Sunday, October 21, 2007

Personal datastores and Vixie's dystopia

Paul Vixie argues in his 2006 Commonwealth Club speech that OS vendors, in their quest to monetize their customer bases, will develop a system in which we effectively pay for access to our own data. At the root of this, I think, is the fact that managing our increasing piles of data and tracking ownership of it is not something most people want to take on. Think financial and health records, contacts, appointments, correspondence, home movies, commercial music, home-made mixes of commercial music, home movies with a mix of commercial music in the sound track ...

Software vendors are more than happy to supply the tools for managing this, and this is a very legitimate and useful thing for them to do. Service providers like banks are also happy to provide similar tools. Service providers like hospitals and clinics might want to, but at least in the US HIPPA will tend to prevent that.

The problem here is that the data tends to get tied to the tools and providers, leading to two kinds of lock-in:
  • Weak lock-in due to proprietary formats. The maker of a word smasher has no particular incentive to make its format widely available. At best it has an incentive to read everyone else's format, write a few least-common-denominator formats (e.g., PDF) -- and make sure that its format has a few extras that no one else has.
  • Strong lock-in due to restricted access. Unless I take steps to keep a copy, I can only get at my bank records by signing in at my bank. It may choose to limit my access to, say, only the previous year. My bank is also free to derive whatever secondary data it likes from my raw transaction record (e.g., whether or not I qualify for a given loan) without disclosing exactly how it arrived at that conclusion.
Neither of these inherently needs to keep people from accessing their own data. Proprietary formats are security through obscurity. Strong lock-in may work for content like music created by someone else (though I have my doubts), but shouldn't be an issue for content you create yourself. If the bank doesn't want to disclose its secret loan-qualification formula, that's its information, not mine, but I have the option to download my own transaction records every few months and store them where I choose..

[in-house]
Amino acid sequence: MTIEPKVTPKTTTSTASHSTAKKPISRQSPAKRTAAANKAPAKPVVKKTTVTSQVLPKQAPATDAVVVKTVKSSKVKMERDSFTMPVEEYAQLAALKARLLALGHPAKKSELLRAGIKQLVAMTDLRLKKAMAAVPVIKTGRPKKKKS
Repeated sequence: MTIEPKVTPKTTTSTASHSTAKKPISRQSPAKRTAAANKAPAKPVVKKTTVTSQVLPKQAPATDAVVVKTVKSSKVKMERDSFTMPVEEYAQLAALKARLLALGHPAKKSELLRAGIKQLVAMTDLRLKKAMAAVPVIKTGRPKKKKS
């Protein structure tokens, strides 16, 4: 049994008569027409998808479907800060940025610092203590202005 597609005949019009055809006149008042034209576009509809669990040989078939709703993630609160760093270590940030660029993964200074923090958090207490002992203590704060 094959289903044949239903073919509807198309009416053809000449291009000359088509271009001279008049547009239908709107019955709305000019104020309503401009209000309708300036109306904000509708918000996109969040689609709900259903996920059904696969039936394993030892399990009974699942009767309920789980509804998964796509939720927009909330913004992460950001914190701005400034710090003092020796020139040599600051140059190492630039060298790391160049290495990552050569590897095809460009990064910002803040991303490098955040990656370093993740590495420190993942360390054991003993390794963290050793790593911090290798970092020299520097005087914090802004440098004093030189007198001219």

The dystopia Vixie describes is pretty much the antithesis of the personal datastore. In that model, I control access to my information, probably paying someone to keep it safely backed up and to limit access to it. Software vendors sell tools for manipulating and searching that data. Service providers like banks and medical providers populate that data and may access parts of it with my permission.

Except, how does that really change the picture? Right now, if I want to save a document, I have it written to a file on my disk. In the personal datastore model, I have it written to a chunk of my datastore. In either case, a tool could refuse to write a version anything but it could read, and in either case, the antidote is to make sure buyers understand that this is happening and that there are alternatives.

It is important here to distinguish two key parts of the personal datastore model. The first is that the datastore is a network resource; it is safely maintained and visible from anywhere, but with fine-grained access control. The second is that it serves as a point of integration by keeping its data in open formats.

The two are largely orthogonal. I could, for example, carry a smartcard from health care provider to health care provider, and as long as the data on it is in a standard format I can keep my medical records all in one place as opposed to in separate silos. The smartcard is a point of integration but not a network resource.

On the other hand, I could keep my data on the net but in a format not even I can read directly. I wouldn't want to do this, but a vendor might want to do this, say by encrypting the data with a key only it knows. In that case I'd have a network resource that was considerably limited as a point of integration (unless I wanted to limit myself to other tools in that vendor's suite, of course ...)

In the end, I don't think that resistance to vendor lock-in will by itself be enough to make personal datastores happen, but it should at least make the environment more hospitable to them.

1 comment:

David Hull said...

Note to self: typo

Also. Cloud storage